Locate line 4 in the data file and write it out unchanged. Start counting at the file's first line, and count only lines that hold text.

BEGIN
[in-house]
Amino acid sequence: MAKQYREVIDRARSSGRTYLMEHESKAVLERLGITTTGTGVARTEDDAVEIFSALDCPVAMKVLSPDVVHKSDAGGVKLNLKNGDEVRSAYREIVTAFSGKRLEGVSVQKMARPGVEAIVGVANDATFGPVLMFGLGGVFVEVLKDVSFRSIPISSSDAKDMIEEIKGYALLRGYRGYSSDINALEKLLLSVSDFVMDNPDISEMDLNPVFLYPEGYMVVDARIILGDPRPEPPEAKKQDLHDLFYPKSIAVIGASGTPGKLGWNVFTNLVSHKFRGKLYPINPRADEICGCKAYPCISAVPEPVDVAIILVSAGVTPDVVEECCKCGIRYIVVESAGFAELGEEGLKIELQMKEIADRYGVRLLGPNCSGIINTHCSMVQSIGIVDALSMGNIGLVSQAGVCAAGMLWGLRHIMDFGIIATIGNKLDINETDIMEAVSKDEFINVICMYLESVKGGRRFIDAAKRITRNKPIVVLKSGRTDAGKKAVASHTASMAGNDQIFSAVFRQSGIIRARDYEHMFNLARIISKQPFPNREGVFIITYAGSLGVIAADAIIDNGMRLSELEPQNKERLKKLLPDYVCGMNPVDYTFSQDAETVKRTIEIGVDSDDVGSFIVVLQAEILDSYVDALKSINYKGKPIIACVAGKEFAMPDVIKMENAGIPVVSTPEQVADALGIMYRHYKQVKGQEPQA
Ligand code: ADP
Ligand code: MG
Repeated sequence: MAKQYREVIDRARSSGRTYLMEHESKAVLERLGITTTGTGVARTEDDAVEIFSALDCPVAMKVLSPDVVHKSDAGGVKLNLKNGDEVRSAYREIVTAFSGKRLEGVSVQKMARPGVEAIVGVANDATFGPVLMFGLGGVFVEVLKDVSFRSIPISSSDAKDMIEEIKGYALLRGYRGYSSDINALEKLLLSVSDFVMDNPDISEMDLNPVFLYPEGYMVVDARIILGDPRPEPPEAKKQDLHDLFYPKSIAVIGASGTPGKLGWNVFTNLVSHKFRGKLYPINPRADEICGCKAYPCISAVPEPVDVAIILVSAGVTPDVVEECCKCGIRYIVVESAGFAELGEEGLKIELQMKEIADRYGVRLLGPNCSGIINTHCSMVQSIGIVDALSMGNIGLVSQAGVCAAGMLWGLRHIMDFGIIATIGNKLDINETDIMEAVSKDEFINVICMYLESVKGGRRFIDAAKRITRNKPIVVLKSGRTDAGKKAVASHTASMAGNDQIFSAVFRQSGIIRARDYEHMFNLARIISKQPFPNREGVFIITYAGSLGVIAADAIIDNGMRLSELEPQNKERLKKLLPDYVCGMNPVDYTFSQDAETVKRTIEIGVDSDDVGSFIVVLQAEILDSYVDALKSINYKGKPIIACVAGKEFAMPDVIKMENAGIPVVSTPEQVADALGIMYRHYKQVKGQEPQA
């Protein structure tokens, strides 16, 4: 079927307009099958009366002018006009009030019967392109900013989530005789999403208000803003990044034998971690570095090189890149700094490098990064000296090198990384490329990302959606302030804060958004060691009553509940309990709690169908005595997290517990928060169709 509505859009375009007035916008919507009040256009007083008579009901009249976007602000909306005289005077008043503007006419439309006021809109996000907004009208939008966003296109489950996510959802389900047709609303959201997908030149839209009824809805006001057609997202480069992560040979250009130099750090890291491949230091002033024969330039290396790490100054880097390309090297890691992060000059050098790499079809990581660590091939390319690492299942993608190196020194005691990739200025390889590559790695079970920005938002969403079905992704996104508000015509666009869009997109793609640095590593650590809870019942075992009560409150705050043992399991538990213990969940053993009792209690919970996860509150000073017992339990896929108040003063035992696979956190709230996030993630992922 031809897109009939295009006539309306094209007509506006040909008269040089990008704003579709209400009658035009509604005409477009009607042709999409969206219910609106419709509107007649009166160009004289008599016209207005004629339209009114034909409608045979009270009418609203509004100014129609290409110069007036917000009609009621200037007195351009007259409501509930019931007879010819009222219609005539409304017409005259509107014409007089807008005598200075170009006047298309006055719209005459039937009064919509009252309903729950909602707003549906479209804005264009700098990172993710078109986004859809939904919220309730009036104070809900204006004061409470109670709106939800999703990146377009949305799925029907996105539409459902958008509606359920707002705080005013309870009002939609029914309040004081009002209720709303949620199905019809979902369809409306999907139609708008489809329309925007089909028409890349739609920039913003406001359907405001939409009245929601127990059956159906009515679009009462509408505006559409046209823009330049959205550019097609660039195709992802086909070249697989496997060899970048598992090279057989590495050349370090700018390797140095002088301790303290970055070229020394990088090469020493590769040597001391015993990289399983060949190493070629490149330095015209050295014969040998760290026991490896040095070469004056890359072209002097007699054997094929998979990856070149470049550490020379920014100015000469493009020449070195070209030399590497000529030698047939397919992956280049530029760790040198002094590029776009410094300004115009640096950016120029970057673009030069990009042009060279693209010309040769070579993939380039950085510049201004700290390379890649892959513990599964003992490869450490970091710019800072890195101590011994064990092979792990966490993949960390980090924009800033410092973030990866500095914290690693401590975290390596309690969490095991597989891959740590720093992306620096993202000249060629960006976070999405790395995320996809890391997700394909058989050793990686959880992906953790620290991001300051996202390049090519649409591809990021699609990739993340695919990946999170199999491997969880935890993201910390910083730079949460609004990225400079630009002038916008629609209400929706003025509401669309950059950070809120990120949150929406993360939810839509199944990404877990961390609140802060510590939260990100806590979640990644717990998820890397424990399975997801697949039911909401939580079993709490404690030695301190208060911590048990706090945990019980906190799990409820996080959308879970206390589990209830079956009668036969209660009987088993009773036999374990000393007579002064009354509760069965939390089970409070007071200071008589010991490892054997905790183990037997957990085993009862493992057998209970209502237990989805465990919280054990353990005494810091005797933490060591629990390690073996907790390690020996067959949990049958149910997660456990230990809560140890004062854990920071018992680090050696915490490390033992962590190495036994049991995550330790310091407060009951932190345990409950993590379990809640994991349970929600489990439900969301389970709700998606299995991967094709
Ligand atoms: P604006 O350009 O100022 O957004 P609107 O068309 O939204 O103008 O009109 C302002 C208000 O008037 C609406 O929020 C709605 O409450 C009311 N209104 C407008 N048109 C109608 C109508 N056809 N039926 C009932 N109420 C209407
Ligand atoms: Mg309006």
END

Ligand code: MG